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How to replace the sky in a photo in Photoshop


How to replace the sky in Photoshop

This Photoshop tutorial shows you how to replace a boring blue sky with a dramatic cloudy sky.

In this Photoshop Tutorial, I’ll quickly show you how to replace this sky without making any selections.

We will begin with a photograph that I captured just outside of Austin Texas. It’s a really interesting building (Fun fact: it was featured on the TV show, The Leftovers). The problem is that the sky was plain blue, which isn’t so bad if you use a polarizing filter to make it more blue, which I did. However, because I don’t live in Texas (I’m in California), I’m unable to go back when the sky is different to get a more moody photo. This is a common issue for people who travel and have limited time to capture photographs and have to take the best they can get, given the opportunity.

Next I need a photograph of clouds. I keep a collection in Lightroom of all the clouds and skies that I shoot. Whenever I see an interesting sky, I shoot it with the best camera that I have with me. Sometimes it’s a DSLR and sometimes its a phone (Don’t scoff, I have an iPhone XS and a Google Pixel 3 and they are really quite impressive)

If you don’t have the right sky, you can always grab one from stock.

A great source for stock photos

Become an Adobe Stock Contributor: 
10 free images from Adobe Stock 

Here is one that I got from Adobe Stock, that looks really nice and eerie, maybe make a good haunted house out of it.

Ok, on with the tutorial..

Step 1

Drag the sky into the house photo, it will become a new layer.

Choose Cmd/Ctrl+T for free transform.

Drag the corner handle to resize and reposition the sky. (Pre Photoshop CC 2019 – Hold down the Shift Key to constrain proportions).

Step 2

This is usually where you grab the masking tool. We won’t need to do that in this tutorial because we have a blue sky.

With the top layer selected, choose Blending Options from the FX in the Layers panel

 

You will see the layer style box. Go to Blend If and change the dropdown from gray to blue

Step 3

If you want to select use a color on the top layer, use the top slider, we want to choose the blue from the layer beneath, so we will use the bottom slider 

As you slide the slider, you will see that the blue sky will be replaced by our clouds, move it as far as you can before the clouds start to disappear.

Now we need to finesse the selection, hold down Alt/Option and drag on the left of the triangle, you will see that it now splits and enables use to refine our blending.

Step 4 touching up the selection

You might have noticed the selection isn’t quite perfect, we may have lost a little of the house, let’s fix that.

Press Cmd/Ctrl+J to duplicate the house layer and drag it to the top

Let’s create an inverted mask, one that hides the layer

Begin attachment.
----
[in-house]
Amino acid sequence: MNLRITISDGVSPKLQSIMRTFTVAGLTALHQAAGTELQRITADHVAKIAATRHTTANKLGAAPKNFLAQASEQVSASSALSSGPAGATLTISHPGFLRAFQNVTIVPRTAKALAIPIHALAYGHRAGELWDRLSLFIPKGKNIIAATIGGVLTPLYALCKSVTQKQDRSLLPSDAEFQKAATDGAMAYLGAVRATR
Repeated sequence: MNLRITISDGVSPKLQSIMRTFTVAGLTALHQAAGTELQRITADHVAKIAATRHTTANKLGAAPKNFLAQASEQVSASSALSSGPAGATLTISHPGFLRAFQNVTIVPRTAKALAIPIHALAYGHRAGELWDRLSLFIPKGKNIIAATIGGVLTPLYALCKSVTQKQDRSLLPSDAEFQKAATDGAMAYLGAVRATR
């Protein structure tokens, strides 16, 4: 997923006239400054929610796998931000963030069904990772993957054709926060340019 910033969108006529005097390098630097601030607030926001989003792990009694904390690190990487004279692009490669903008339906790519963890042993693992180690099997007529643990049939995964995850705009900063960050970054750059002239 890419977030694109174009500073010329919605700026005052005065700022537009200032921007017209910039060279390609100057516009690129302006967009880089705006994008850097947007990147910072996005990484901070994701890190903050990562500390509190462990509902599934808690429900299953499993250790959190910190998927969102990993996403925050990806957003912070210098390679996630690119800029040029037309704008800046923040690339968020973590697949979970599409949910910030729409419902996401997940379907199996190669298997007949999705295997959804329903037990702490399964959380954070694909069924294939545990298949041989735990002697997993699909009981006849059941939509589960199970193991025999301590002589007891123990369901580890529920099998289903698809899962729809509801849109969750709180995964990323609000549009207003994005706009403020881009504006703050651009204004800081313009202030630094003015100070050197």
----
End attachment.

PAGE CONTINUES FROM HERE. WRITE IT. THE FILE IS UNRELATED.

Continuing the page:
Hold down Alt/Option as you click on the new layer mask icon

This creates a mask that is black and hides the layer

If we paint with white, we can bring back parts of the layer.

Choose white as the foreground color and choose a brush (b)

Paint on the house where it was blending out, so that all the house is showing again. I mainly found it fading out on the windows.

Step 5 Fixing the little things

Notice that there are some areas of blue around the tree to the right and a couple of other spots, let’s fix it.

Create a new layer on top and change the blending mode to color.

Paint over the problem areas and notice that the color makes the issues blend right away (For larger areas, you can use Content AwareFill)

Looking much better now.

Xtra credit: Enhancing the color for that Haunted Mansion look

The first thing you need to do is get everything on a single layer, we don’t like to flatten, because that limits options later.

Select all the layers (Click and Cmd/Ctrl click on the layers) and Press Cmd+Option+Shift+E (Ctrl+Alt+Shift+E) This creates a Stamp Visible layer, or composite layer.

Choose Filter>Edit in Camera Raw

You can see the adjustments I make here in the screen shot.

And now we have something that looks a bit more like something out of the Adam’s Family.

Thanks for checking it out! I hope you enjoyed this tutorial as much as I did creating it. (I really do enjoy this 🙂

Great to see you here at the CAFE

Colin

PS, drop a comment and say hi!

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4 responses to “How to replace the sky in a photo in Photoshop”

  1. In the beginning of the video, you pasted the swirling cloud background in and enlarged it to cover the whole sky. You didn’t cover the whole sky and told us not to worry, that we would get to that later. If you did cover the bottom of the image with the clouds, it would take care of all the extra blending and color adjustments for that tiny corner area. I do learn things from you, Colin, but sometimes you make me wonder as well.

    • I’m human and make mistakes, but it didn’t stop people learning from the tutorial. My goal was to teach, not create a portfolio piece.

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